The building blocks of our method for identifying OFCs are what we call global ownership chains, in which a series of companies are connected in a chain if for each two directly subsequent entities A and B, it holds that firm A is owned by firm B, i.e., there is a link between them in the ownership network. Transfers of returns without taxation are typically only allowed through ownership links from subsidiaries to parents, meaning that value can flow from A to B. Based on the value (we use revenues as a proxy) going through these international ownership chains, we propose two new centrality measures specifically aimed at measuring the extent to which a jurisdiction is a sink-OFC or conduit-OFC. We furthermore introduce an entropy-based metric that can characterize the specialization of an OFC in terms of which countries it services.

The proposed network analytic approach to identifying OFCs has a number of advantages. First, it makes no a priori assumptions about the global economy and the countries involved; the possible identification of a country as an OFC is purely data-driven. Second, it does not rely solely on aggregated macroeconomic indicators that may introduce significant noise and deviations, but on fine-grained data of firm-level corporate ownership. Third, this firm-level data allows us for the first time to quantitatively identify and distinguish between both, what we call sink-OFCs, and conduit-OFCs – with some surprising results.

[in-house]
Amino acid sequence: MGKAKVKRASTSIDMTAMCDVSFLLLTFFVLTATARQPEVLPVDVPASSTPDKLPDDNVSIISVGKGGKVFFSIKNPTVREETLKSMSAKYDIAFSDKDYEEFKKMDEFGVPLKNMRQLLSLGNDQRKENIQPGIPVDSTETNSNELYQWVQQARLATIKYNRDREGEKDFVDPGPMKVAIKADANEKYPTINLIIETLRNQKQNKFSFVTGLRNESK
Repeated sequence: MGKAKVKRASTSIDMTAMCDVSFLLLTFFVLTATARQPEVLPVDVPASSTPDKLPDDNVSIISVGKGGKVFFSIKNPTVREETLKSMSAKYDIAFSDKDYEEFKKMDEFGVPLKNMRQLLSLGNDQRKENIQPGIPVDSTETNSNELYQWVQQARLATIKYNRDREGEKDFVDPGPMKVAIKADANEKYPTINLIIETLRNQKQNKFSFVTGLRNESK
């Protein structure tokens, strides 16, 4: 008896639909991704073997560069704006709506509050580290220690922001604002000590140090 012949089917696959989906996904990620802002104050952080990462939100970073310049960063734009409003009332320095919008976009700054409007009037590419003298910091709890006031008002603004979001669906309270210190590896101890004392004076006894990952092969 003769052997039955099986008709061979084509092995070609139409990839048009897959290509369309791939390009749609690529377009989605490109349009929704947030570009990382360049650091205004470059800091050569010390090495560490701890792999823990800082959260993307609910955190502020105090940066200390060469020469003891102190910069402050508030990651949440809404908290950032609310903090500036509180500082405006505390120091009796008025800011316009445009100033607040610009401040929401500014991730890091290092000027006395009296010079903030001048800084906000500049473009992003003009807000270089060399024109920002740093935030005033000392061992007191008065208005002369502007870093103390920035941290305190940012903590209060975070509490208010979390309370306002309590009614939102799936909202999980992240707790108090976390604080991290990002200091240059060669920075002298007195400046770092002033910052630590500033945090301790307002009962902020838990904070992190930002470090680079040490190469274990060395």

Introducing Sinks and Conduits

Sink-OFCs attract and ‘retain’ returns from foreign investments. Our approach identifies 24 sink-OFCs, including Luxembourg, Hong Kong, the British Virgin Islands, Bermuda, Jersey and the Cayman Islands – the largest sink-OFCs in terms of non-normalised sink-OFC centrality. Indeed this replicates earlier lists of supposed offshore financial centres. But, in addition, our method confirms for example that Taiwan is an ‘un-noticed tax haven.’

 Figure: Sink Offshore Financial Centres (jurisdictions in blue have been under British sovereignty in the past or are still UK dependencies

Using our method we can now also investigate which jurisdictions are used by corporations en route to sinks. These conduit-OFCs are attractive intermediate destinations and enable the transfer of returns without taxation. In other words, while sink-OFCs are the source of investments, conduit-OFCs facilitate the movement of capital and returns between sink-OFCs and other countries.